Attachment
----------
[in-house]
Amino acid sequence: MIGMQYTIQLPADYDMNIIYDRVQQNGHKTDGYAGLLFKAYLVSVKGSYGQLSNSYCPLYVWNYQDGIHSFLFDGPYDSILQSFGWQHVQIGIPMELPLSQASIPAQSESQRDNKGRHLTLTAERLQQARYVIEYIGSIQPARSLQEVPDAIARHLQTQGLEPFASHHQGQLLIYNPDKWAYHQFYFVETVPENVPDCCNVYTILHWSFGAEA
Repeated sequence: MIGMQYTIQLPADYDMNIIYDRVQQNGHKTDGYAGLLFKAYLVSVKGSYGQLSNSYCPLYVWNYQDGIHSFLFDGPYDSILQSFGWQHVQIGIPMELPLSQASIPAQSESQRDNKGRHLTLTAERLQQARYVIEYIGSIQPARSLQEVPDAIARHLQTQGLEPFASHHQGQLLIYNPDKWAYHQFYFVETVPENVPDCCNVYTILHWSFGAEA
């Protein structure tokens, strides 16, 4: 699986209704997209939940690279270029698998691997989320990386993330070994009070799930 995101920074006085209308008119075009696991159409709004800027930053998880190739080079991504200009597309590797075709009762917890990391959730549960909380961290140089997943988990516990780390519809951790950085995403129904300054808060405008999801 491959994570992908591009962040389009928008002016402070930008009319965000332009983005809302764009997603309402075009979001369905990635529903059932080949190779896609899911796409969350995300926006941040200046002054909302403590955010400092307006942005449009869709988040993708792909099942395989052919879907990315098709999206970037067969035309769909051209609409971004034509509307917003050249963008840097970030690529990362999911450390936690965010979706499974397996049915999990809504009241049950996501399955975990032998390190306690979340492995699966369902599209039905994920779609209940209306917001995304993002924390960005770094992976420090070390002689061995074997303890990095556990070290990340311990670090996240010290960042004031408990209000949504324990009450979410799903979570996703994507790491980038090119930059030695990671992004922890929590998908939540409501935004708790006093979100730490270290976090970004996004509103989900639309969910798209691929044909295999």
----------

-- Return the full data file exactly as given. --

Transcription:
[in-house]
Amino acid sequence: MIGMQYTIQLPADYDMNIIYDRVQQNGHKTDGYAGLLFKAYLVSVKGSYGQLSNSYCPLYVWNYQDGIHSFLFDGPYDSILQSFGWQHVQIGIPMELPLSQASIPAQSESQRDNKGRHLTLTAERLQQARYVIEYIGSIQPARSLQEVPDAIARHLQTQGLEPFASHHQGQLLIYNPDKWAYHQFYFVETVPENVPDCCNVYTILHWSFGAEA
Repeated sequence: MIGMQYTIQLPADYDMNIIYDRVQQNGHKTDGYAGLLFKAYLVSVKGSYGQLSNSYCPLYVWNYQDGIHSFLFDGPYDSILQSFGWQHVQIGIPMELPLSQASIPAQSESQRDNKGRHLTLTAERLQQARYVIEYIGSIQPARSLQEVPDAIARHLQTQGLEPFASHHQGQLLIYNPDKWAYHQFYFVETVPENVPDCCNVYTILHWSFGAEA
């Protein structure tokens, strides 16, 4: 699986209704997209939940690279270029698998691997989320990386993330070994009070799930 995101920074006085209308008119075009696991159409709004800027930053998880190739080079991504200009597309590797075709009762917890990391959730549960909380961290140089997943988990516990780390519809951790950085995403129904300054808060405008999801 491959994570992908591009962040389009928008002016402070930008009319965000332009983005809302764009997603309402075009979001369905990635529903059932080949190779896609899911796409969350995300926006941040200046002054909302403590955010400092307006942005449009869709988040993708792909099942395989052919879907990315098709999206970037067969035309769909051209609409971004034509509307917003050249963008840097970030690529990362999911450390936690965010979706499974397996049915999990809504009241049950996501399955975990032998390190306690979340492995699966369902599209039905994920779609209940209306917001995304993002924390960005770094992976420090070390002689061995074997303890990095556990070290990340311990670090996240010290960042004031408990209000949504324990009450979410799903979570996703994507790491980038090119930059030695990671992004922890929590998908939540409501935004708790006093979100730490270290976090970004996004509103989900639309969910798209691929044909295999």